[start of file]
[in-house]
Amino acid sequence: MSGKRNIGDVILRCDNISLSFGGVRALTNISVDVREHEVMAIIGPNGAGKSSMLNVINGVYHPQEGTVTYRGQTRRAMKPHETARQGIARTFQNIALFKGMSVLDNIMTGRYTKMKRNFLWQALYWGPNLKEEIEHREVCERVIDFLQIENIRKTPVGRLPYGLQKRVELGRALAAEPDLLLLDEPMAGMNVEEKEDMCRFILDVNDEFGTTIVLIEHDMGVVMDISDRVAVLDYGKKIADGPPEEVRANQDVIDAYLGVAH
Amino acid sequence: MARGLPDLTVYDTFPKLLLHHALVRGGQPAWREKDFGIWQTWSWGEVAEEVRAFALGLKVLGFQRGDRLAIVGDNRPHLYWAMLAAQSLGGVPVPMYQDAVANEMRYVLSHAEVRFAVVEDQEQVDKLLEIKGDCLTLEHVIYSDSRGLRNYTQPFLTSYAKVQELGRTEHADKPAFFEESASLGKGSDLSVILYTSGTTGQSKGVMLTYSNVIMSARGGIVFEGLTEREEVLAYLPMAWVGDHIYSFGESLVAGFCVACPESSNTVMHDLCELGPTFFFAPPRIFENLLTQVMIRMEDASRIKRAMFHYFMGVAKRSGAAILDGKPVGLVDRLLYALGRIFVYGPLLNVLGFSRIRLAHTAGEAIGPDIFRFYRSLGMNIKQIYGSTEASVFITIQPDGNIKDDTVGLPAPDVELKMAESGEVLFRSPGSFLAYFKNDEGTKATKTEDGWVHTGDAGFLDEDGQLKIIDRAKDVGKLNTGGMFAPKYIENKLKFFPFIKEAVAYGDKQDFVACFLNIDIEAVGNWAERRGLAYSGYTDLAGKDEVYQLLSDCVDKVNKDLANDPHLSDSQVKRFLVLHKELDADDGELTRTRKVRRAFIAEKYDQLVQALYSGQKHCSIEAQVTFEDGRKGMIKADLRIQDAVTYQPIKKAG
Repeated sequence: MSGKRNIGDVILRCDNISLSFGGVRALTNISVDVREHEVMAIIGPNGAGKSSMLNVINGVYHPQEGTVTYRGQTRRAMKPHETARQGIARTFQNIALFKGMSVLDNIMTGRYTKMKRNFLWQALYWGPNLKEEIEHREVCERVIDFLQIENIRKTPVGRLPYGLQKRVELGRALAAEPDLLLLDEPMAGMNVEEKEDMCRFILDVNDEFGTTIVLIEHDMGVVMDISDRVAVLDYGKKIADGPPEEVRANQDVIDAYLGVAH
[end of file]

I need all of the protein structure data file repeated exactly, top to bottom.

[in-house]
Amino acid sequence: MSGKRNIGDVILRCDNISLSFGGVRALTNISVDVREHEVMAIIGPNGAGKSSMLNVINGVYHPQEGTVTYRGQTRRAMKPHETARQGIARTFQNIALFKGMSVLDNIMTGRYTKMKRNFLWQALYWGPNLKEEIEHREVCERVIDFLQIENIRKTPVGRLPYGLQKRVELGRALAAEPDLLLLDEPMAGMNVEEKEDMCRFILDVNDEFGTTIVLIEHDMGVVMDISDRVAVLDYGKKIADGPPEEVRANQDVIDAYLGVAH
Amino acid sequence: MARGLPDLTVYDTFPKLLLHHALVRGGQPAWREKDFGIWQTWSWGEVAEEVRAFALGLKVLGFQRGDRLAIVGDNRPHLYWAMLAAQSLGGVPVPMYQDAVANEMRYVLSHAEVRFAVVEDQEQVDKLLEIKGDCLTLEHVIYSDSRGLRNYTQPFLTSYAKVQELGRTEHADKPAFFEESASLGKGSDLSVILYTSGTTGQSKGVMLTYSNVIMSARGGIVFEGLTEREEVLAYLPMAWVGDHIYSFGESLVAGFCVACPESSNTVMHDLCELGPTFFFAPPRIFENLLTQVMIRMEDASRIKRAMFHYFMGVAKRSGAAILDGKPVGLVDRLLYALGRIFVYGPLLNVLGFSRIRLAHTAGEAIGPDIFRFYRSLGMNIKQIYGSTEASVFITIQPDGNIKDDTVGLPAPDVELKMAESGEVLFRSPGSFLAYFKNDEGTKATKTEDGWVHTGDAGFLDEDGQLKIIDRAKDVGKLNTGGMFAPKYIENKLKFFPFIKEAVAYGDKQDFVACFLNIDIEAVGNWAERRGLAYSGYTDLAGKDEVYQLLSDCVDKVNKDLANDPHLSDSQVKRFLVLHKELDADDGELTRTRKVRRAFIAEKYDQLVQALYSGQKHCSIEAQVTFEDGRKGMIKADLRIQDAVTYQPIKKAG
Repeated sequence: MSGKRNIGDVILRCDNISLSFGGVRALTNISVDVREHEVMAIIGPNGAGKSSMLNVINGVYHPQEGTVTYRGQTRRAMKPHETARQGIARTFQNIALFKGMSVLDNIMTGRYTKMKRNFLWQALYWGPNLKEEIEHREVCERVIDFLQIENIRKTPVGRLPYGLQKRVELGRALAAEPDLLLLDEPMAGMNVEEKEDMCRFILDVNDEFGTTIVLIEHDMGVVMDISDRVAVLDYGKKIADGPPEEVRANQDVIDAYLGVAH